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    Distract yourself: prediction of salient distractors by own actions and external cues.

    Havlíček, O. and Muller, Hermann J. and Wykowska, A. (2018) Distract yourself: prediction of salient distractors by own actions and external cues. Psychological Research , ISSN 0340-0727. (In Press)

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    Distracting sensory events can capture attention, interfering with the performance of the task at hand. We asked: is our attention captured by such events if we cause them ourselves? To examine this, we employed a visual search task with an additional salient singleton distractor, where the distractor was predictable either by the participant's own (motor) action or by an endogenous cue; accordingly, the task was designed to isolate the influence of motor and non-motor predictive processes. We found both types of prediction, cue- and action-based, to attenuate the interference of the distractor-which is at odds with the "attentional white bear" hypothesis, which states that prediction of distracting stimuli mandatorily directs attention towards them. Further, there was no difference between the two types of prediction. We suggest this pattern of results may be better explained by theories postulating general predictive mechanisms, such as the framework of predictive processing, as compared to accounts proposing a special role of action-effect prediction, such as theories based on optimal motor control. However, rather than permitting a definitive decision between competing theories, our study highlights a number of open questions, to be answered by these theories, with regard to how exogenous attention is influenced by predictions deriving from the environment versus our own actions.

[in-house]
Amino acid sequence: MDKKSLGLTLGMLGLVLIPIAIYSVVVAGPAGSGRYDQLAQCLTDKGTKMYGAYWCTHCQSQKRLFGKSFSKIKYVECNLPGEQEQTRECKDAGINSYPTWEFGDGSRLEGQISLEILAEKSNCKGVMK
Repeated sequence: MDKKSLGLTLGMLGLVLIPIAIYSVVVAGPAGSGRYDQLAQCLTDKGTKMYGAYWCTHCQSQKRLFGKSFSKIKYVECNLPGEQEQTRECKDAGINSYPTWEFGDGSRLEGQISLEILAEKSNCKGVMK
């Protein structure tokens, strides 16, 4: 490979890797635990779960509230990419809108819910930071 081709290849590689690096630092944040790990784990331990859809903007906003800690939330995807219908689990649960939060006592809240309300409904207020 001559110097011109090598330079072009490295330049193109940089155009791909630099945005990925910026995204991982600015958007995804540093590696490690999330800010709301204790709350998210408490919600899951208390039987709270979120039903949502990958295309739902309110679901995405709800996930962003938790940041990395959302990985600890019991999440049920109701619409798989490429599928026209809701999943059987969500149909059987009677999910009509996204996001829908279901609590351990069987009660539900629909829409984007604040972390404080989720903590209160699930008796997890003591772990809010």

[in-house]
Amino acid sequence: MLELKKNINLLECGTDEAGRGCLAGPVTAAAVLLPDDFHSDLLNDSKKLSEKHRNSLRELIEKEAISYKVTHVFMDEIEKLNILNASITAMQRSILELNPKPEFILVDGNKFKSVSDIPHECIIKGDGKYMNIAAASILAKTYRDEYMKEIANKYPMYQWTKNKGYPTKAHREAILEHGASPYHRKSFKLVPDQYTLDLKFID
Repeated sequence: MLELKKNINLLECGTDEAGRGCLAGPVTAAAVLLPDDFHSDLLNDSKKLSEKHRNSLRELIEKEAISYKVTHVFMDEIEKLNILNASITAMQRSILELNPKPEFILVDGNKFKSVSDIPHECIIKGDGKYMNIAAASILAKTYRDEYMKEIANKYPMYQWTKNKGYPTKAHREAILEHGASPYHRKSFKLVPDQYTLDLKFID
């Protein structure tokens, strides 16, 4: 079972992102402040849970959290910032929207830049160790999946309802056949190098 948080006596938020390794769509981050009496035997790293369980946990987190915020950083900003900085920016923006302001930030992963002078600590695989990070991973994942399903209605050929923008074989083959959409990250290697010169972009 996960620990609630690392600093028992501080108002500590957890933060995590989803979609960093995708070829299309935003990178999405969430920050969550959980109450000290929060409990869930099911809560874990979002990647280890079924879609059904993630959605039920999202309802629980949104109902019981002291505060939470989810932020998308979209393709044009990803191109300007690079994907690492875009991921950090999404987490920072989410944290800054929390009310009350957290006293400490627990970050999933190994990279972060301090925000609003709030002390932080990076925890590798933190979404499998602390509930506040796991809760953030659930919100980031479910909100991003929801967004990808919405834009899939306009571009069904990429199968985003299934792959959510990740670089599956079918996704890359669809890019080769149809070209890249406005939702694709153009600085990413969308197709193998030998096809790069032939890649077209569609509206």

Item Type: Article
    School: School of Science > Psychological Sciences
    SWORD Depositor: Mr Joe Tenant
    Depositing User: Mr Joe Tenant
    Date Deposited: 28 Jan 2019 09:46
    Last Modified: 10 Feb 2021 12:04


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